Prioritizing Inclusion and Diversity in Arlington

The year 2020 provided a challenge to us all to recognize and reckon with our failures with respect to racial and economic equity. Millions of Americans, including many here in Arlington, took to the streets to demand that we do better. We must and we will.

In 2020, we adopted body-worn cameras for our police, Sheriff’s, and select fire personnel. We established our Police Practices Group to review our police department’s policies and practices and expect to have their recommendations early this year. We appointed a Chief Race and Equity Officer who is committed to creating a County where everyone sees themselves in the work being done. We adopted a framework for implementing Restorative practices for conflict resolution and launched Dialogues of Race and Equity. We set in motion public processes for renaming Lee Highway, changing our logo, and renaming streets, buildings and public spaces whose names do not align with our community’s commitment to racial equity.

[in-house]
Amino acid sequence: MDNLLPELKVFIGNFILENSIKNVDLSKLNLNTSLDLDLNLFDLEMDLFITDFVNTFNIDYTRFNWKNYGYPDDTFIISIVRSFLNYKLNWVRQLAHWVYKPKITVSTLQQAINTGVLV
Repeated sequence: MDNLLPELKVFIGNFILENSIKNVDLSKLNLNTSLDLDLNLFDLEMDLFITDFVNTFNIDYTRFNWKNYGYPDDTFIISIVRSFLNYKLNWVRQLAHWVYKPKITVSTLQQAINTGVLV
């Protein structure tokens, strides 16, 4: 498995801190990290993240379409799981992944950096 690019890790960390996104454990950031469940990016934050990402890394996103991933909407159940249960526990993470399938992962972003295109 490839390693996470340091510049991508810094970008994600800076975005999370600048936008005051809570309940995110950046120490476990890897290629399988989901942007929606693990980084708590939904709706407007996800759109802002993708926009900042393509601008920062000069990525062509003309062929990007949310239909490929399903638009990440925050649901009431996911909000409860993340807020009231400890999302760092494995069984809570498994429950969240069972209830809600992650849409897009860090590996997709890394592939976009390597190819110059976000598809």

In 2021, we enacted our Police Oversight Board to help build trust with our community and our police department. In 2022 we hired an Independent Police auditor. We also passed a policy to strengthen trust with our immigrant communities. Our challenge over the coming years will be to see these initiatives through, with determination to rise to a new status quo. That new status quo must also create systemic equity on the other priorities I’ve identified—health, hunger, eviction prevention, economic recovery, our schools, and missing middle housing.